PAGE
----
The philosophy of design

One of the interesting things about the reaction to the press release posted on various tech sites yesterday was the way in which it revealed the massive gap between those who are focused on technological style and those who are focused on technological substance.  Now, I am in awe of Steve Jobs’s marketing abilities and very much admire his ability to sell slick, dumbed-down products to the lowest common denominator while simultaneously convincing the buyers that they are somehow savvy and superior.  I despise Windows far more than most, but I would rather use DOS than any Macintosh operating system ever released.  I haven’t been willing to use any of Mr. Jobs’s very pretty, very popular products since I sold my original Macintosh, bought a 386/25, stuck what was then a very high-end 1024×768, 256-color board in it and never looked back.  As a libertarian, I despise technological fascism as much, possibly more, than the political variant.  After all, as has been pointed out many times before, the Apple “1984” ad is probably one of the most ironic in history.

What few people know is that about twenty years ago, in between my sophmore and junior year of college, I designed a piece of hardware that was even more outrageous.  It was a PC sound board that put out two 16-bit, 44 KHz stereo channels and supported 16 simultaneous sounds… back when AdLib still ruled the PC sound waves about six months after the original mono 8-bit Soundblaster was released.  We actually got it working, but I couldn’t convince the company for which I was interning that there was a market for such outrageously high-end sound.  I should have dropped out of college and started selling my sound card, but back then I was still prone to doing things the way everyone was supposed to, like finishing college instead of dropping out to sell sound cards for games.

Anyhow, since introducing the Macintosh, the Apple method has always relied upon limiting your options and controlling your behavior while loudly declaring that they are doing precisely the opposite.  The reason Apples have been inferior game machines since 1983 despite the one-time popularity of the Apple II as a gaming computer – I still have my //e – is that the game industry is full of people who like to be at the forefront of technological development and aren’t willing to put up with someone telling them that you will be stuck with X video card and Y amount of memory whether you like it or not.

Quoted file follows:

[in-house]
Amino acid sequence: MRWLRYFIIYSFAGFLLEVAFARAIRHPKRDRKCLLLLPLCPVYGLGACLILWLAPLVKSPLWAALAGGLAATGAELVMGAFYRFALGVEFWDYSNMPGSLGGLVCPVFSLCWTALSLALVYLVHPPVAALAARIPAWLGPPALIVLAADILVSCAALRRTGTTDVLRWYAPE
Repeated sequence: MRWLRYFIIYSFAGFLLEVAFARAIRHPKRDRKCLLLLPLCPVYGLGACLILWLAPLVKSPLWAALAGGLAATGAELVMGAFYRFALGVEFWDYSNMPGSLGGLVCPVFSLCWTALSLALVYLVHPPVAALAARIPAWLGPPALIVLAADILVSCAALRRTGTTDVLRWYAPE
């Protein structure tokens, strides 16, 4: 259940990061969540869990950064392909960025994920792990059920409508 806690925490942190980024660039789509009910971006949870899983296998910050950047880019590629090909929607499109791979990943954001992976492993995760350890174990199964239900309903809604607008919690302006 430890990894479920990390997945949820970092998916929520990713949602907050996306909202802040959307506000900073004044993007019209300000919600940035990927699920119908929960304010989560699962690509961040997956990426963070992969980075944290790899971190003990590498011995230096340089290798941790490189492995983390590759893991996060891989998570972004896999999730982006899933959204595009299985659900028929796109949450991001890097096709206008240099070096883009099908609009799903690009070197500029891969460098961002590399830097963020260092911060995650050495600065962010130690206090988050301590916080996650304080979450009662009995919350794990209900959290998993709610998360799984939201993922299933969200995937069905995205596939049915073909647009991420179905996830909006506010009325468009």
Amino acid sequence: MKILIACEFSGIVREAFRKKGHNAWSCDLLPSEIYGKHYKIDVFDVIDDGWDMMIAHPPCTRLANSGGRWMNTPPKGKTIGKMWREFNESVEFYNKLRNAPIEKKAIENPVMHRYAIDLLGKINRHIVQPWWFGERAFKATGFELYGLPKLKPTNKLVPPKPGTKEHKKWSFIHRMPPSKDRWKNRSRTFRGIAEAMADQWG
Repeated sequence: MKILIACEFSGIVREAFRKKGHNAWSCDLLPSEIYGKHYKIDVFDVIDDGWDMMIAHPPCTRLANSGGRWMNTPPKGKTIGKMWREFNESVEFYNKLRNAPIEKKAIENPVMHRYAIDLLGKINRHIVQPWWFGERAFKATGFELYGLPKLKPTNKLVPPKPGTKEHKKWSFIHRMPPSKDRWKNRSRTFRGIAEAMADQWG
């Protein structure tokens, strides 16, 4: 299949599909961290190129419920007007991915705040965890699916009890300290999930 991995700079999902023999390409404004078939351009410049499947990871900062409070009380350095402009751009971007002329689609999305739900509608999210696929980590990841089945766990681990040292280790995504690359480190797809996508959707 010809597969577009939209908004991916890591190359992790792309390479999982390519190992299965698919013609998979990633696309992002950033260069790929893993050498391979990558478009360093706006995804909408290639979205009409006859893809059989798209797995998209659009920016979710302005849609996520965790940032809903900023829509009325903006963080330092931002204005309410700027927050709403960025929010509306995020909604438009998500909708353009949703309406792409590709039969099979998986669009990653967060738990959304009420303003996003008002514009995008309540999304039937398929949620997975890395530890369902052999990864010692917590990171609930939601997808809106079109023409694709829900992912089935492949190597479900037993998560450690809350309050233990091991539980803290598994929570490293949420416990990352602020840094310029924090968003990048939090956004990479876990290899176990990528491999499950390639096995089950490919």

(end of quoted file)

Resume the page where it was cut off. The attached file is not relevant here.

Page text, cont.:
People often get so caught up in the hype of Apple that they fail to see the inferior utility behind the sleek, sophisticated, and superficial design.  For example, I think the iPhone would make for a lovely ebook reader, except that it turns out to be far more of a pain to sweep a finger to turn every electronic page than it is  to simply click a button on a Treo.   And, of course, the inability to insert an SD card is the reason I turned down a free iPhone when my service provider tried to give me one last year.  The truth is that Apple products have usually been tailored for technological retards.  That’s not a bad sales strategy since there will always be more techno-retards than performance junkies and strictly limiting your users’ options is a great way to reduce your technical support problems.  But I wholeheartedly disagree with the concept of intentionally limiting user flexibility; perhaps many people don’t mind not being able to simply transfer data from their computer to their phone without going through the submissive electronic ritual required by Apple, but it was a deal-breaker for me.

As for the mice, well, I quite look forward to seeing someone set up two neophytes with two examples of opposing design philosophies, one multi-touch and one multi-button.  It doesn’t matter if it’s Calc, Photoshop, or Call of Duty, but I would bet that whoever is using multi-button will absolutely smoke the person using multi-touch.  Ultimately, I wouldn’t be surprised if some combination of the two approaches won out; a flexible multi-touch approach that lets you dynamically determine the “size” of your buttons, although there’s still the tactile problem to address.  Now, speed isn’t everything for everyone, and certainly there will be those who prefer the look of multi-touch to the power and flexibility of multi-button.

But for those who think speed is everything – and you know who you are – the idea of using a buttonless touch mouse looks as ridiculous as an 18-button mouse apparently looks to those who don’t believe they need more than one or two buttons.